Valynne has pleaded not guilty, and I choose to believe that until it’s proven otherwise in court. But even if there was no question that she did it, I could not bring myself to condemn her. And no, it’s not just because she’s an old friend. It’s because I believe people have reasons for doing what they do, even the things that society frowns upon, and especially when those things involve sex. Sex is complicated and irrational, tied up in equations of self-esteem and power that aren’t always as black and white as we like to pretend.

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The Warner Archive: DVDs Made to Order

For all the thousands of movies that are available on DVD, there are many more that languish in the studio vaults, mostly forgotten or “smaller” films that are deemed too obscure to justify mass production. In other words, the studios don’t want to take the chance of getting stuck with a bunch of unsold discs because there wasn’t enough demand for a particular title. That’s business, and it’s completely understandable.

Still, it seems that just about every movie ever made has somebody who loves it, and it’s a real drag when something you love has been consigned to the Memory Hole because of brute economics. Bootlegging is an option, and I’ll admit to having occasionally resorted to it myself in certain cases. But I’ve always been somewhat less than comfortable with bootlegs, for various reasons. I’d prefer to have the real deal, i.e., a legitimate, professionally made DVD, if only one were available.
I’ve just learned that at least one movie studio has finally come up with a workable solution for this problem. Jaime over at Something Old, Nothing New has pointed me to The Warner Archive, a new service that allows you to special-order catalog films which are then manufactured on demand. There are more details here, but the bottom line is that for only $19.95 each, you can get these obscurities on a genuine, professionally made DVD with a presentation quality equal to any other Warner Bros. title.

Jaime notes that:

Most of the titles they have at the moment can be described as minor films of major stars: lots of not-yet-on-DVD movies by popular stars with huge filmographies, like Cary Grant, Norma Shearer, Clark Gable. There are a bunch of films that were released on VHS but never made it to DVD, and some real curios…

In other words, stuff that’s not likely to appeal to the average consumer. However, browsing through the 137 titles currently available (I understand there are more coming), I see at least four movies that I might be interested in owning: Countdown, a space-race drama starring a young James Caan; The Rain People, which was Francis Ford Coppola’s first movie; Oxford Blues, an early-80s Rob Lowe vehicle that was filmed on location in Oxford, England, and helped fuel my own interest in traveling to England; and Wisdom, another ’80s trifle with Emilio Estevez and Demi Moore. None of these are great movies (well, I haven’t seen The Rain People, but I’m guessing there’s a reason why it more widely known), but they do have their pleasures, and I’m delighted that they’re finally going to be available for psycho collectors like myself. I hope the other studios launch their own versions of this service as well…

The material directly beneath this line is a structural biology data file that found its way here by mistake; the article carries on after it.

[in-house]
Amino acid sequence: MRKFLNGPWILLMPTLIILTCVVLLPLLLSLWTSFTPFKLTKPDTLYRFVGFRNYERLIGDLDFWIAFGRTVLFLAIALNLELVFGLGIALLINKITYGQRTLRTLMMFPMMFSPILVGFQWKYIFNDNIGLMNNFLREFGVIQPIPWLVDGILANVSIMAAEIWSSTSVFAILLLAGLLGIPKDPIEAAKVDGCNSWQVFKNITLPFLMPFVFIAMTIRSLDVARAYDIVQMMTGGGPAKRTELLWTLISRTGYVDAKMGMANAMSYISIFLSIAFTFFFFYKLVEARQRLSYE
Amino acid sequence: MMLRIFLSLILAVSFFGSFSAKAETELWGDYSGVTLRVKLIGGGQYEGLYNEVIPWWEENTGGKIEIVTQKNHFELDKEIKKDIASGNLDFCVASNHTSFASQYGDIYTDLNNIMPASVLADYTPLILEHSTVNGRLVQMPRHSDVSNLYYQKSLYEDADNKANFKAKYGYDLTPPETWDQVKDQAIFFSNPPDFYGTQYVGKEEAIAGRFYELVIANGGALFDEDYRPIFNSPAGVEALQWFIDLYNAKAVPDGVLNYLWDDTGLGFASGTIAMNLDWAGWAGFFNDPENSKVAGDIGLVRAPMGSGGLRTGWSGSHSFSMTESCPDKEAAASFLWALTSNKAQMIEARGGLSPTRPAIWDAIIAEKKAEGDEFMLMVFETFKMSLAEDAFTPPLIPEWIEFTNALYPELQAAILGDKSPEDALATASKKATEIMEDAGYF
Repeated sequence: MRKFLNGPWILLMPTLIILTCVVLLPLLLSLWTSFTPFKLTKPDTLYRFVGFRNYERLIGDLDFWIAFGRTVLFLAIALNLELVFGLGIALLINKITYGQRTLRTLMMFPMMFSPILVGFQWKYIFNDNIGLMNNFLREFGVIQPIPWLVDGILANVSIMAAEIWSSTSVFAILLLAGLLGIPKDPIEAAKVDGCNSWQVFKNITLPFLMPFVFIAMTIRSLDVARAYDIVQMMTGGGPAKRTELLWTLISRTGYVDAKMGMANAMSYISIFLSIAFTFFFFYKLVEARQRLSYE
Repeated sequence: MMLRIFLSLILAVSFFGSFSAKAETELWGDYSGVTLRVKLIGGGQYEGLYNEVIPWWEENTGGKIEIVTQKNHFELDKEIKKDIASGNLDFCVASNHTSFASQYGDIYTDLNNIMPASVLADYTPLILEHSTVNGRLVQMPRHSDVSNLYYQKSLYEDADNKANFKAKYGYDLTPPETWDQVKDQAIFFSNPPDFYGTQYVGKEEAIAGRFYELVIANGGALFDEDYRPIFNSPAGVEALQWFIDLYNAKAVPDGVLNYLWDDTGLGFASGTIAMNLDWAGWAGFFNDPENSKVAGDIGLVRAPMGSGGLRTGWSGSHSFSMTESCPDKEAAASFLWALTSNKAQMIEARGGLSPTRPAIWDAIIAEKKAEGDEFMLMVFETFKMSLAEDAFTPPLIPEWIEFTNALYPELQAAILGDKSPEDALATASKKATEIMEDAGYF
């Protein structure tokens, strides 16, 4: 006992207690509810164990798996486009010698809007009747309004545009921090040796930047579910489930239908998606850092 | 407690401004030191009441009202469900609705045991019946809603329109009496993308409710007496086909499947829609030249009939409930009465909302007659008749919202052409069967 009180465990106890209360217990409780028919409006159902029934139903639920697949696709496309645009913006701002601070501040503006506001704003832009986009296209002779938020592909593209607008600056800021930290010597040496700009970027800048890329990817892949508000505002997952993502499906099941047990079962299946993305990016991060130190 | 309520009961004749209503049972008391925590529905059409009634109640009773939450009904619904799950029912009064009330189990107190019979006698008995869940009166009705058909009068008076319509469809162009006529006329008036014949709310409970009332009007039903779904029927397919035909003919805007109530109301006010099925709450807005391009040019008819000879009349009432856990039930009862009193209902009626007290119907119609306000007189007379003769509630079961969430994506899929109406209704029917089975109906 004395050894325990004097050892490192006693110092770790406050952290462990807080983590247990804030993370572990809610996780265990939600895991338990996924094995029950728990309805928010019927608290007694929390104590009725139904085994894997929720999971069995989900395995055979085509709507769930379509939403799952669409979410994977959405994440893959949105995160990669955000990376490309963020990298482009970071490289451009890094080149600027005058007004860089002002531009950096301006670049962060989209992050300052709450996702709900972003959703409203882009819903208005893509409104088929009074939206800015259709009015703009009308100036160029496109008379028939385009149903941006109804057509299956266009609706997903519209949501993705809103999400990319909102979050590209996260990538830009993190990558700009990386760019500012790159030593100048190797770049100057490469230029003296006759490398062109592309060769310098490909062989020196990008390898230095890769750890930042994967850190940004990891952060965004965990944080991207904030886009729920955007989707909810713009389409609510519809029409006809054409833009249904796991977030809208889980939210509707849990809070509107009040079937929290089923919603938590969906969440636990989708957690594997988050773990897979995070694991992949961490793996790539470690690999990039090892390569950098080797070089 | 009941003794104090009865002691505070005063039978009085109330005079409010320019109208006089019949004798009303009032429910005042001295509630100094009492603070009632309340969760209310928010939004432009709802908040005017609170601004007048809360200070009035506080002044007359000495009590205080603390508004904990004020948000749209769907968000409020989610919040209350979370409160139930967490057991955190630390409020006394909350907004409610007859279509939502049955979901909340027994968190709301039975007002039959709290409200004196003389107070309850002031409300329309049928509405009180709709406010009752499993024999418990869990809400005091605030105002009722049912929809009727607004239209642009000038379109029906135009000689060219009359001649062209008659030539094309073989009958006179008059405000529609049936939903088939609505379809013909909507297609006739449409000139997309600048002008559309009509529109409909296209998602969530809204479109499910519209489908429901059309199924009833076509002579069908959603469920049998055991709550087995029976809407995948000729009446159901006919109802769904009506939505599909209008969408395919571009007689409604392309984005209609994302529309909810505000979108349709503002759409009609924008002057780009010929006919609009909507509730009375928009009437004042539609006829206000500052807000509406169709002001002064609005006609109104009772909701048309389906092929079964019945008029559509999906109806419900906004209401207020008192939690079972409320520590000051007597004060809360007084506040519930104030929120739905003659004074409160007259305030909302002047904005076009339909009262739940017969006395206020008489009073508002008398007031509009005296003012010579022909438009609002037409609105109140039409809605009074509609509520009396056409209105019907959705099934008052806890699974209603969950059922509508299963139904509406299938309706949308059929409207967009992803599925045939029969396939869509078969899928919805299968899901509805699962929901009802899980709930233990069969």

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All Hail Our New Currency

The way the economy’s been lately, I wouldn’t be surprised if these end up being worth more than good old-fashioned dollars:


Starbuck by `diablo2003 on deviantART

They’re certainly cooler looking than U.S. greenbacks. The design was apparently created for a Star Wars convention that was held a couple years ago, according to the artist’s notes. I don’t know if it was ever actually printed in faux-currency form or not; if it was, I wouldn’t mind having a couple for my collection, so if anyone knows where I can get some, give a shout, okay?

Via Boing Boing, of course…

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Today’s Random Thought

Courtesy of Lileks:

…neon is the most entrancing and civilized form of signage ever invented – and… the 30s and 40s style was adult and sophisticated in a way nothing has touched since. But for an adult culture, I suppose you need lots of – what’s the word? – adults.

Anyone care to discuss?

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Cool Ads for Lousy Movies

Here’s something fun for your St. Patty’s Day, a trio of ads for a New Zealand TV network’s upcoming airing of the execrable movie Alien vs. Predator (not to be confused with the excellent four-part comic-book miniseries Aliens versus Predator, which was published in the early ’90s). The movie stinks, but I love the clever ads, especially this one:

AvP_chess

As always, click to embiggenate.

Via the Bad Astronomer, who dubbed the campaign “beyond awesome.” Total agreement here.